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July 11, 2006

democratic skills for professionals

What does an aspiring urban public school teacher need to know? Before she starts teaching, she should learn the material she is supposed to cover, something about pedagogy and assessment, some instructional techniques--and the ability to address fundamental problems in the system in which she will work. She cannot solve educational problems inside her own classroom, because senior managers and big bureaucratic structures create too many hurdles. She cannot take on managers and bureaucracies alone. In my experience, unions are unreliable. Thus she needs to work with other teachers, parents, kids, and community-members, often quite different from herself, to address common problems together.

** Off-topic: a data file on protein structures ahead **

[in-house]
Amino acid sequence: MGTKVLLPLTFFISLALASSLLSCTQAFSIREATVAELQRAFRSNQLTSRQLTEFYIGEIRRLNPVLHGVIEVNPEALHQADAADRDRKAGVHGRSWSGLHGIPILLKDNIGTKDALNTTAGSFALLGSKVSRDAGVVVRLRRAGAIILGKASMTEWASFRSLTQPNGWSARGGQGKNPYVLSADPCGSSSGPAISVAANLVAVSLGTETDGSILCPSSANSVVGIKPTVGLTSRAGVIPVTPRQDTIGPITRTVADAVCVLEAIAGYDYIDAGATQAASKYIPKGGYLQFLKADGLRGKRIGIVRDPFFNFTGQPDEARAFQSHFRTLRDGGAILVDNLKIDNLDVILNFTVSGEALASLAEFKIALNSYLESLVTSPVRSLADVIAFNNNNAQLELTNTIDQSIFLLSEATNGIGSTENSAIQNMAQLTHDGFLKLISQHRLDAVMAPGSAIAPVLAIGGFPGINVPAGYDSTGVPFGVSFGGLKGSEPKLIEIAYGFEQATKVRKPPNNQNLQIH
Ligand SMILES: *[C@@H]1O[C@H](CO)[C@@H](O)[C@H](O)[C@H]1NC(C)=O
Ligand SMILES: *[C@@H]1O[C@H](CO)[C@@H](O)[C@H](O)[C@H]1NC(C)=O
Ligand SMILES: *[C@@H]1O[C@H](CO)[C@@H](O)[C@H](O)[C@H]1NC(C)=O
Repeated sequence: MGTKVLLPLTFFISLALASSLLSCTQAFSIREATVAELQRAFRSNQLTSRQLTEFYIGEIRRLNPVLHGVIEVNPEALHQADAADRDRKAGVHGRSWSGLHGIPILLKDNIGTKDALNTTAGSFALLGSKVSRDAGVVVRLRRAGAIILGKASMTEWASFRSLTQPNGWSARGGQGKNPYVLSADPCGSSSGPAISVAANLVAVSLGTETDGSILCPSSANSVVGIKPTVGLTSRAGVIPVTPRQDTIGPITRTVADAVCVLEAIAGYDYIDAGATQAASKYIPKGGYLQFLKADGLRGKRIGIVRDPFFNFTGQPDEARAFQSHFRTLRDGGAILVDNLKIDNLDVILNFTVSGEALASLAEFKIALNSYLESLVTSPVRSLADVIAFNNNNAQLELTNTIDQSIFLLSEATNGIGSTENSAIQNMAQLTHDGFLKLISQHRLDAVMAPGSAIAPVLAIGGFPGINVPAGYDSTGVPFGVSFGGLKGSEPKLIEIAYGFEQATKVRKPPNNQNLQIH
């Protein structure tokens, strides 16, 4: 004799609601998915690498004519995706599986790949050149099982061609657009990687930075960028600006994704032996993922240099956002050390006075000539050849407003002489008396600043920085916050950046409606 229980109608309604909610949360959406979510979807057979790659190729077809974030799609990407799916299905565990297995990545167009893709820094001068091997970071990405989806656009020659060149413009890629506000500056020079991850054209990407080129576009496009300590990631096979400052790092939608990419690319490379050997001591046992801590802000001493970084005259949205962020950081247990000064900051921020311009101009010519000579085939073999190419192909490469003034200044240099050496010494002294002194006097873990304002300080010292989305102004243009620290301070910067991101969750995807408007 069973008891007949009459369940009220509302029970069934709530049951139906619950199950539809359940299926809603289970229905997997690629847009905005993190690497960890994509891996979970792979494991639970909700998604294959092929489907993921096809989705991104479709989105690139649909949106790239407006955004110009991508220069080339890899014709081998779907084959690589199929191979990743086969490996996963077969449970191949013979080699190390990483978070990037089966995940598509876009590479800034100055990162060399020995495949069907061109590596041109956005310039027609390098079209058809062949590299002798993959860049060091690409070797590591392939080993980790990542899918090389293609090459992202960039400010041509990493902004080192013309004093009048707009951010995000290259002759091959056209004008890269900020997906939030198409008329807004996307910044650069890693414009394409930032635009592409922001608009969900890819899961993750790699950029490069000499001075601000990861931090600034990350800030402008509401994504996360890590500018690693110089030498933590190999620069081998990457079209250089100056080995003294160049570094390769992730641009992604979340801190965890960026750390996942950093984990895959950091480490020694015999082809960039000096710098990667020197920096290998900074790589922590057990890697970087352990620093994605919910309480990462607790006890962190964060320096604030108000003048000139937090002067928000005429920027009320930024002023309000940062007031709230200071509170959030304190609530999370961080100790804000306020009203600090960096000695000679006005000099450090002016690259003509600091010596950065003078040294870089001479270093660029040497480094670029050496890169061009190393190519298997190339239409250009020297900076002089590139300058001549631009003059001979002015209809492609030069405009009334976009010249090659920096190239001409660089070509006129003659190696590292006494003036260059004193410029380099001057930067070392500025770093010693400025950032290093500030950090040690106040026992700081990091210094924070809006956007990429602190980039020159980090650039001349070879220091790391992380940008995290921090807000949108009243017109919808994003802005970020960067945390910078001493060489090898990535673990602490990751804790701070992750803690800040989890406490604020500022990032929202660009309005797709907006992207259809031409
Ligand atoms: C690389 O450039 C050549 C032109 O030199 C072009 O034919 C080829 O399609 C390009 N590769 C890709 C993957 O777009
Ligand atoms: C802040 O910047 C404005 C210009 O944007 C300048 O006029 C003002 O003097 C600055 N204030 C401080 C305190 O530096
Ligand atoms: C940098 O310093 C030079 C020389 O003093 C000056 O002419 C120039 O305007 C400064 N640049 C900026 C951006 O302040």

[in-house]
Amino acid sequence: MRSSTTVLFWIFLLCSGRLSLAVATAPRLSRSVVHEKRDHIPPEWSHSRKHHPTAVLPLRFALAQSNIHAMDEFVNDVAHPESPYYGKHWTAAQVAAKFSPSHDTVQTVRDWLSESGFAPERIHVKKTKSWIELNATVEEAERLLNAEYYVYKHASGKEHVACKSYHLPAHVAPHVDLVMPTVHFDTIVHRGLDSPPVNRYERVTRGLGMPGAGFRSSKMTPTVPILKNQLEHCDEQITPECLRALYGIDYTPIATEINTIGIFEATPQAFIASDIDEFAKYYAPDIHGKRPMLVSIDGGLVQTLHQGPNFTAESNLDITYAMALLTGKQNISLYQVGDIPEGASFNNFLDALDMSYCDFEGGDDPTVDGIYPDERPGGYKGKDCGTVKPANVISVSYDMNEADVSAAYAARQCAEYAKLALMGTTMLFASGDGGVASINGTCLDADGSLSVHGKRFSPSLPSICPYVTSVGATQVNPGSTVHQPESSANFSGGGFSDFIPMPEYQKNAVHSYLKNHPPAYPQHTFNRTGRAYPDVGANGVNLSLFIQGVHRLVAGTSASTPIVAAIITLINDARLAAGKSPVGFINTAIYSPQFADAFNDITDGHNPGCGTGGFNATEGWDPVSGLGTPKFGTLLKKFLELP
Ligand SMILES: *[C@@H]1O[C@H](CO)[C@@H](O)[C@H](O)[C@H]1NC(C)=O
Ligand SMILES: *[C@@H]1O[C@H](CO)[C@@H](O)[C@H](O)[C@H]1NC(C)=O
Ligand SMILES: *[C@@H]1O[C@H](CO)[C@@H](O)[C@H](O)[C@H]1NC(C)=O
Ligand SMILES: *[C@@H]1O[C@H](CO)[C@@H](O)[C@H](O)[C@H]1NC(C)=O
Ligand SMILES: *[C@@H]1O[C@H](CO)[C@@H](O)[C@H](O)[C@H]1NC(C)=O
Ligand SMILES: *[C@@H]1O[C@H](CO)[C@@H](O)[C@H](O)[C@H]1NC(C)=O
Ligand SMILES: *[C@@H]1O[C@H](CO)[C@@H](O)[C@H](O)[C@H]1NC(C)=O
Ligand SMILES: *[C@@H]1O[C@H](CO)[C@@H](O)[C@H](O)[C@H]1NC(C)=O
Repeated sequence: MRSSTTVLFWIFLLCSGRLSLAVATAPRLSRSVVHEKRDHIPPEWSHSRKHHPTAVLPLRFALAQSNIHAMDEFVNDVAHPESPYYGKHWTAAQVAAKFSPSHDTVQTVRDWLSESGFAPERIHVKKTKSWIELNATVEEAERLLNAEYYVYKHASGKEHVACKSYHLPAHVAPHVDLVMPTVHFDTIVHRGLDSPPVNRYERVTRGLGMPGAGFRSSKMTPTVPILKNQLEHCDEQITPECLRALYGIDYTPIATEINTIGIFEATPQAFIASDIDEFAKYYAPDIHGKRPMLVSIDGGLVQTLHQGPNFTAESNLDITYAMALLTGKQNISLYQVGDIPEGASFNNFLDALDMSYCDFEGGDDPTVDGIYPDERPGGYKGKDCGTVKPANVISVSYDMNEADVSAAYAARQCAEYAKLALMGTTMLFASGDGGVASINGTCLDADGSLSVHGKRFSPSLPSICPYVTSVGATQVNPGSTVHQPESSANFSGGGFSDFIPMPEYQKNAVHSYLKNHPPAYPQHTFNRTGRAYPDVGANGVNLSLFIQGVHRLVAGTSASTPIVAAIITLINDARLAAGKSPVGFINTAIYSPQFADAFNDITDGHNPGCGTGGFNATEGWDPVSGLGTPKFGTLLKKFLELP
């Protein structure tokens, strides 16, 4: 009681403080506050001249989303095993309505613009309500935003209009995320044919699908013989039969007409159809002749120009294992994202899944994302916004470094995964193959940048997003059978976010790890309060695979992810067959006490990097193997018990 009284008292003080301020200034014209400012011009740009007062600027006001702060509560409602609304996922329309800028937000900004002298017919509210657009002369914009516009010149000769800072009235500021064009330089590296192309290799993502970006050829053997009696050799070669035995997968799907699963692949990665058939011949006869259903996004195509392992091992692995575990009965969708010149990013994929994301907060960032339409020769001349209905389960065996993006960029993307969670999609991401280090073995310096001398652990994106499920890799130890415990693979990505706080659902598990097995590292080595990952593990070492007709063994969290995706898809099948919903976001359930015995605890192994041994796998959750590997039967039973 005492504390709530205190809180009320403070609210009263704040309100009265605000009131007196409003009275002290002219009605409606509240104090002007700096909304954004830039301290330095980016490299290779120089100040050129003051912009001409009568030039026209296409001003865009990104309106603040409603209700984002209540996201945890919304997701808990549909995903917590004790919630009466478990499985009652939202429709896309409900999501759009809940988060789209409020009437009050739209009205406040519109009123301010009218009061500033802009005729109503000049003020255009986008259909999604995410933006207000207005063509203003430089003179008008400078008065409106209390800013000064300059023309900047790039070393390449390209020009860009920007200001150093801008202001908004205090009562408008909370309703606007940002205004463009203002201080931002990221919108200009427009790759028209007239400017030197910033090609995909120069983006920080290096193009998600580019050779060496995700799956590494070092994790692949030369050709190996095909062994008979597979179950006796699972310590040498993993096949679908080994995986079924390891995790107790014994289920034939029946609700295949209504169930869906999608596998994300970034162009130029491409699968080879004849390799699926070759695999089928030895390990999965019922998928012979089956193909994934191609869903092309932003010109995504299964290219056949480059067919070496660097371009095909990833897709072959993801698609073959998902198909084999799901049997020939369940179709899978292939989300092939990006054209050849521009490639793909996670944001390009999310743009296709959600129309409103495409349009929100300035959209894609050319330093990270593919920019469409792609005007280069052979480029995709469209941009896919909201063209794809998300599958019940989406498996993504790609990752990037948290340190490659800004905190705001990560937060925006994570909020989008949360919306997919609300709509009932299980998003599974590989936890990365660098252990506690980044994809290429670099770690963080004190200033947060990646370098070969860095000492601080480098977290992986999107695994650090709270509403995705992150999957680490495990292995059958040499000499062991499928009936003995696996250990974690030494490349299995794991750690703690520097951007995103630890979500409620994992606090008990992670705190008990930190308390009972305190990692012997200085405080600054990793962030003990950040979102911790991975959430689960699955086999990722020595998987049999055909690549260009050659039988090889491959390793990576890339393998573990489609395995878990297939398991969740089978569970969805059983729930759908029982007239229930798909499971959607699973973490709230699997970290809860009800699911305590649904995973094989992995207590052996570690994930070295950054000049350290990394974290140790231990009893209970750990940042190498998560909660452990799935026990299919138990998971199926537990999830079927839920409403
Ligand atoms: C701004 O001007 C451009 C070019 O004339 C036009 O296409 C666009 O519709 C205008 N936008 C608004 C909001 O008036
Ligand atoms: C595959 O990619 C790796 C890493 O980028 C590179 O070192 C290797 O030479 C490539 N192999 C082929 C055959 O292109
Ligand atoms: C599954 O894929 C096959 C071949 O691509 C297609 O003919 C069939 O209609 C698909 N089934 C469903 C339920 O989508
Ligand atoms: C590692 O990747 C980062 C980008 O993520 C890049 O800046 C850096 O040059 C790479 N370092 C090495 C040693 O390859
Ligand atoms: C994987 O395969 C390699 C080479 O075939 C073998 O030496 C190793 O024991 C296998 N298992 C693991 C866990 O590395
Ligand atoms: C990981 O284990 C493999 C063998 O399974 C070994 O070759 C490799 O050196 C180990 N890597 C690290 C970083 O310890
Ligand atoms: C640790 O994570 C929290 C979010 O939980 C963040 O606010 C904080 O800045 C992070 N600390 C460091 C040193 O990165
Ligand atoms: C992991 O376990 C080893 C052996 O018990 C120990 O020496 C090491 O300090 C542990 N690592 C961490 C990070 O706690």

Democratic skills (listening, deliberating, organizing, petitioning) are essential for teachers, as they are for many other professionals. For a good teacher, "civic engagement" is not a voluntary after-work activity, but the heart of her professional life. Therefore, it is exciting to watch Minneapolis Community College's Urban Teacher Program embrace "advocacy and activism." Specifically, their Associate's Degree students lead urban students in Public Achievement projects. In Public Achievement, kids choose, define, and address community issues--a genuinely open-ended, non-ideological form of politics that will serve teachers well.

July 11, 2006 10:53 AM | category: none


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